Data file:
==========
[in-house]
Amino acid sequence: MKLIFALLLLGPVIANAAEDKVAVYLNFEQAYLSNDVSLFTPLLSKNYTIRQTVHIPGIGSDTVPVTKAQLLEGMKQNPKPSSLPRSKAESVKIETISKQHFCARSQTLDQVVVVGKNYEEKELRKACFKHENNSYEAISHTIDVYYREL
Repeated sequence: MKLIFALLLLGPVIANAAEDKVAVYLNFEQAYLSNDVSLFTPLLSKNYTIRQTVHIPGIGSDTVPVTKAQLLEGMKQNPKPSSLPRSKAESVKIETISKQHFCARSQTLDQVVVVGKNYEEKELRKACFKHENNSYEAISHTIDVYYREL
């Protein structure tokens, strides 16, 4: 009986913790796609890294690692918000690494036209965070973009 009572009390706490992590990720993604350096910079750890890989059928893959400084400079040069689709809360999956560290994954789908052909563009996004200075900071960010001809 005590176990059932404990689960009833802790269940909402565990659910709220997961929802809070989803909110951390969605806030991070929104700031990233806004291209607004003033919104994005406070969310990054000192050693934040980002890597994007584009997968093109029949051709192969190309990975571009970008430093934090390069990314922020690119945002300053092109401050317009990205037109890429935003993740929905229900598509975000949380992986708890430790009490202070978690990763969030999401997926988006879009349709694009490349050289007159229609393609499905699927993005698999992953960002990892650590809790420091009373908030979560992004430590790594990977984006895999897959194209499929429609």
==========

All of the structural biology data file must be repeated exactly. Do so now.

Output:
[in-house]
Amino acid sequence: MKLIFALLLLGPVIANAAEDKVAVYLNFEQAYLSNDVSLFTPLLSKNYTIRQTVHIPGIGSDTVPVTKAQLLEGMKQNPKPSSLPRSKAESVKIETISKQHFCARSQTLDQVVVVGKNYEEKELRKACFKHENNSYEAISHTIDVYYREL
Repeated sequence: MKLIFALLLLGPVIANAAEDKVAVYLNFEQAYLSNDVSLFTPLLSKNYTIRQTVHIPGIGSDTVPVTKAQLLEGMKQNPKPSSLPRSKAESVKIETISKQHFCARSQTLDQVVVVGKNYEEKELRKACFKHENNSYEAISHTIDVYYREL
């Protein structure tokens, strides 16, 4: 009986913790796609890294690692918000690494036209965070973009 009572009390706490992590990720993604350096910079750890890989059928893959400084400079040069689709809360999956560290994954789908052909563009996004200075900071960010001809 005590176990059932404990689960009833802790269940909402565990659910709220997961929802809070989803909110951390969605806030991070929104700031990233806004291209607004003033919104994005406070969310990054000192050693934040980002890597994007584009997968093109029949051709192969190309990975571009970008430093934090390069990314922020690119945002300053092109401050317009990205037109890429935003993740929905229900598509975000949380992986708890430790009490202070978690990763969030999401997926988006879009349709694009490349050289007159229609393609499905699927993005698999992953960002990892650590809790420091009373908030979560992004430590790594990977984006895999897959194209499929429609």